• Log huts are coated in a fresh layer of snow

    Valley Forge

    National Historical Park Pennsylvania

There are park alerts in effect.
hide Alerts »
  • Upcoming Visitor Center Construction Projects

    Beginning April 22, improvements to the Visitor Center complex will be made and periodic closures will occur over a two-week period. Plan your visit with this information in mind. Further details and dates will be made available as possible. More »

Tench Tilghman

Tench Tilghman was from a well-known, influential Maryland family. He graduated from the College of Philadelphia in 1761, and then went into business in that city. His involvement in commerce and trade fostered anti-British sentiments and made him an early revolutionary. In 1776, he was elected as a lieutenant of a Philadelphia militia company. Later he was a captain in the Pennsylvania battalion of the Flying Camp.

Tilghman was present during the New York campaign of 1776, and in August he joined Washington’s staff as a volunteer. It is believed this was arranged due to Washington’s relationship with the Tilghman family before the war. As a volunteer aide-de-camp, however, Tench would not be paid or receive the rank of lieutenant colonel until 1780. Despite this lack of compensation, Tilghman became Washington’s longest-serving aide and remained with the Commander in Chief until almost the end of the war.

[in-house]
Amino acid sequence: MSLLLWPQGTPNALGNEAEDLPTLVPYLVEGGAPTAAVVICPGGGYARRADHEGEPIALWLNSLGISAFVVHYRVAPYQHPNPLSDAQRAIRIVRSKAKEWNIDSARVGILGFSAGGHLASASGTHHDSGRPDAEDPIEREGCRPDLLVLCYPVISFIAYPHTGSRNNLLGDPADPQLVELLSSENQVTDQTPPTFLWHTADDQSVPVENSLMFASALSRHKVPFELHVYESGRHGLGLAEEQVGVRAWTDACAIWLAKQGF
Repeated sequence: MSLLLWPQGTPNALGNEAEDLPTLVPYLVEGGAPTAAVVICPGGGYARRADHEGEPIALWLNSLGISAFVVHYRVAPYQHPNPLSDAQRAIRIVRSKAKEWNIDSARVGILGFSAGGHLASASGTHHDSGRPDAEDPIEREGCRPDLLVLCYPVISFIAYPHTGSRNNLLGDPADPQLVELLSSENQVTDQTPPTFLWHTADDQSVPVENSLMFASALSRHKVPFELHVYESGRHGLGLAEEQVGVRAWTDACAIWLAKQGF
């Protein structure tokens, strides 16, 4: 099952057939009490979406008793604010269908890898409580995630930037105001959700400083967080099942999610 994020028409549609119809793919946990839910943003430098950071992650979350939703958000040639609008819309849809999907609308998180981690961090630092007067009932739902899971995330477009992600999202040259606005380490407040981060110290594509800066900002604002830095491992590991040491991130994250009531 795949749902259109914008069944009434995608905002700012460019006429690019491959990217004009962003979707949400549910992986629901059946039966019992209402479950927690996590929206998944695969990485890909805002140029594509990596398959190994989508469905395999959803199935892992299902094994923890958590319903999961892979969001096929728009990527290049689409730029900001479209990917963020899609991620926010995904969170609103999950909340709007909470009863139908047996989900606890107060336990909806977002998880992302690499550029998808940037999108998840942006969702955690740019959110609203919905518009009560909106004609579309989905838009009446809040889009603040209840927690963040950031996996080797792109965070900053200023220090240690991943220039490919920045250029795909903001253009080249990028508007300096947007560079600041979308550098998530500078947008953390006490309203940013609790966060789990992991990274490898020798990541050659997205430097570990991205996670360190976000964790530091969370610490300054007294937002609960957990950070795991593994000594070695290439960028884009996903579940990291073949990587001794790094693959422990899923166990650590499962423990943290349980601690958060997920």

At Valley Forge, almost 30% of the correspondence that came out of Washington’s headquarters was written by Tilghman. In February, Tilghman was sent to Trenton, New Jersey to coordinate a massive foraging expedition for the army.

After the war, Tilghman returned to the mercantile business in Baltimore and frequently corresponded with Washington. Unfortunately, Tilghman died just three years after the war. Perhaps the inscription on his gravestone sums him up best:

Col. Tench Tilghman

Who died April 18, 1786 in the 42nd year of his age,

Very much lamented

He took an early and active part

In the great contest that secured

The Independence of the United States of America

He was an Aide-de-Camp to

His Excellency General Washington

Commander in Chief of the American Armies,

And was honored with his friendship and confidence,

And he was one of those whose merits were distinguished

And honorably rewarded by the Congress

But still more to his Praise

He was a good man.

Did You Know?

Volunteers repaint artillery on National Public Lands Day

The tradition of citizen stewardship began in the 1870s and continues every day, as park volunteers and partners participate in the ongoing work of preservation and interpretation. Each of them shares the vision of the Park as a meaningful place.